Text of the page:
In the Pridgen case, the Alberta Court of Appeal upheld a Court of Queen’s Bench ruling, which held that the right to freedom of expression under Section 2(b) of the Charter applies to students on university campuses.
Two brothers, Keith and Steven Pridgen, along with several other students, had been disciplined for non-academic misconduct after harshly criticizing a professor on Facebook. The Pridgens sought judicial review of the disciplinary decision, arguing that Section 2(b) of the Charter applied to publicly operated universities in Canada.
The University of Calgary argued before the Court of Queen’s Bench, and later before the Court of Appeal that discipline of students was a private, regulatory matter, and not the sort of “governmental” matter to which the Charter is intended to apply. The Court of Appeal disagreed with this analysis, as follows:
I do not accept the characterization of the University’s relationship with its students as a purely contractual matter, particularly when it comes to discipline for non academic misconduct. The argument ignores the fact that the legislature has seen fit to expressly authorize sanctions for student discipline in the legislation establishing the University. The University could impose such discipline regardless of, or in addition to, any consent by or contractual relationship with the student (assuming one exists). Moreover, the regulation of student speech in the context of non-academic misconduct is not merely an internal matter. It is, in my view, analogous to the regulation of expression by professional regulatory bodies.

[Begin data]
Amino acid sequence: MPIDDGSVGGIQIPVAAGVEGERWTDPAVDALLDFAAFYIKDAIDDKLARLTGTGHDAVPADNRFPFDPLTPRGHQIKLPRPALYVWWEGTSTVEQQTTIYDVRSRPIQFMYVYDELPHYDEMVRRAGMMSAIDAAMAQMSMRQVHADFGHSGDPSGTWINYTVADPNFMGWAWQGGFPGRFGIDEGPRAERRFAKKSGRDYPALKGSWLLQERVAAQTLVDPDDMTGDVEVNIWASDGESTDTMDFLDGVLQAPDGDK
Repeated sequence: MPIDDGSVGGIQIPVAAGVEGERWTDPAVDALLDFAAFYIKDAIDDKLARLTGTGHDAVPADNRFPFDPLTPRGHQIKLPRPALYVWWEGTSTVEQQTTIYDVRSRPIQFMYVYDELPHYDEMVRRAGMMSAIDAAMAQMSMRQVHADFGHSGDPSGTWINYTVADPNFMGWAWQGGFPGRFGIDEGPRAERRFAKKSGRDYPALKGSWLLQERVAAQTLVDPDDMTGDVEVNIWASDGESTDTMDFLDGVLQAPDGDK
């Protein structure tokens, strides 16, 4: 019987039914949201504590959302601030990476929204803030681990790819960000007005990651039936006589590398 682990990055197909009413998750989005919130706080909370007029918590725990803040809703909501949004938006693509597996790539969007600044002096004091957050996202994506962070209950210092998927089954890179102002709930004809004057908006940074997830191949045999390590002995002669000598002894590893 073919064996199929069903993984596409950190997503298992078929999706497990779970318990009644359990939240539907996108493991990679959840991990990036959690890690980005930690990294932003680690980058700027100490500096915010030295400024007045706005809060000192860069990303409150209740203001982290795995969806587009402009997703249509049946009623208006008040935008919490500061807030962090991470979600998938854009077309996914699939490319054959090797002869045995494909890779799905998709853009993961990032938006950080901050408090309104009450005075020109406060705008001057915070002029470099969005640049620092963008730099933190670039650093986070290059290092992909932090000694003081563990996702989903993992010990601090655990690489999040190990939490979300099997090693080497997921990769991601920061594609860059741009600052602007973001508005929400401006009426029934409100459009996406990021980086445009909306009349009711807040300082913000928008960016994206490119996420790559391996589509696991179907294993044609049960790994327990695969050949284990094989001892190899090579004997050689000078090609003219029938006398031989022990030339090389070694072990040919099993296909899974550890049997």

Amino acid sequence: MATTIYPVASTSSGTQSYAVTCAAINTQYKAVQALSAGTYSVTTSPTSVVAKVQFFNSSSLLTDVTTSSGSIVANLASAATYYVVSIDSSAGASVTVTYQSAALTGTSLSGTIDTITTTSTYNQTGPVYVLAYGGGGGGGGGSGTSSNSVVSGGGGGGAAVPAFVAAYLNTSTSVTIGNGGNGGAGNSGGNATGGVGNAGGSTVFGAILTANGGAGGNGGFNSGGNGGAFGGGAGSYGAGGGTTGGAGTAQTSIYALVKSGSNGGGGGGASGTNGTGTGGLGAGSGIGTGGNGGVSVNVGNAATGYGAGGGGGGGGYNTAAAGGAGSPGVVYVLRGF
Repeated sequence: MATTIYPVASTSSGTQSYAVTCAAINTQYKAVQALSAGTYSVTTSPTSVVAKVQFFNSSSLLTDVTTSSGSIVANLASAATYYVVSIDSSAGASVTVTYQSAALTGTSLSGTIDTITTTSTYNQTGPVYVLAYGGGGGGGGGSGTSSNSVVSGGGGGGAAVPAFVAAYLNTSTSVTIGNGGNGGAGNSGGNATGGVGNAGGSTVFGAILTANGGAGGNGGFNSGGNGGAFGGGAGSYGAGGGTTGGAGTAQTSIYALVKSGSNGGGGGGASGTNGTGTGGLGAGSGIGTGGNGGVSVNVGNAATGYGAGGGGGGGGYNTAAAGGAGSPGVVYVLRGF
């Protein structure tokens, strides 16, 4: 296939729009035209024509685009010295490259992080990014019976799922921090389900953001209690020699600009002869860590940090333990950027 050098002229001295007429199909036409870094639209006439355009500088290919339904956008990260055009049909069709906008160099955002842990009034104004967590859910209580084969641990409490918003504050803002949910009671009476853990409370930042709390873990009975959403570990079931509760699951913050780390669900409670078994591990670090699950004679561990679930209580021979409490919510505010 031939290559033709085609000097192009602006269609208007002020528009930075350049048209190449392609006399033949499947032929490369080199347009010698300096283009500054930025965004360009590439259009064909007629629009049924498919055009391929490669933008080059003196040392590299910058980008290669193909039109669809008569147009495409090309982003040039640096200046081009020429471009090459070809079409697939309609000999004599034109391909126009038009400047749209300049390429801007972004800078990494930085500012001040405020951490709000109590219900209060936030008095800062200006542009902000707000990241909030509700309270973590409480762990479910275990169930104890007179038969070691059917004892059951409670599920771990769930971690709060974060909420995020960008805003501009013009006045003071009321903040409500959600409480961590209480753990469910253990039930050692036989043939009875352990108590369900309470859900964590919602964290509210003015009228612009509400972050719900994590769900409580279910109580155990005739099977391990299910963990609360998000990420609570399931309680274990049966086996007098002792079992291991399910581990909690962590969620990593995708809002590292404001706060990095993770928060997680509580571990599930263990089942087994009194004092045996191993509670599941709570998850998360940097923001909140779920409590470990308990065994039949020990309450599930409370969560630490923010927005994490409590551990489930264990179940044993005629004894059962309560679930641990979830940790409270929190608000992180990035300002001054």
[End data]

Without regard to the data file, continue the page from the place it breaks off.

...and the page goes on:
The Court of Appeal ultimately upheld the Court of Queen’s Bench decision, quashing the internal disciplinary decision against the Pridgens, and holding that the Charter applies to the conduct of university officials. The Reasons for Judgement of Paperny J.A. are a good example of the Charter being applied broadly, not just to government institutions, but institutions at arm’s length from government which perform governmental functions.
Click here for the full text of the decision.
One Response to Pridgen v. University of Calgary, 2012 ABCA 139
Interesting case, and thanks for posting it. I’m curious as to whether there have been any Charter cases focussing on employer’s ‘requests’, ‘instructions’, ‘directions’ or ‘threats’ to employee(s) over opinions expressed on an employee’s personal Facebook page?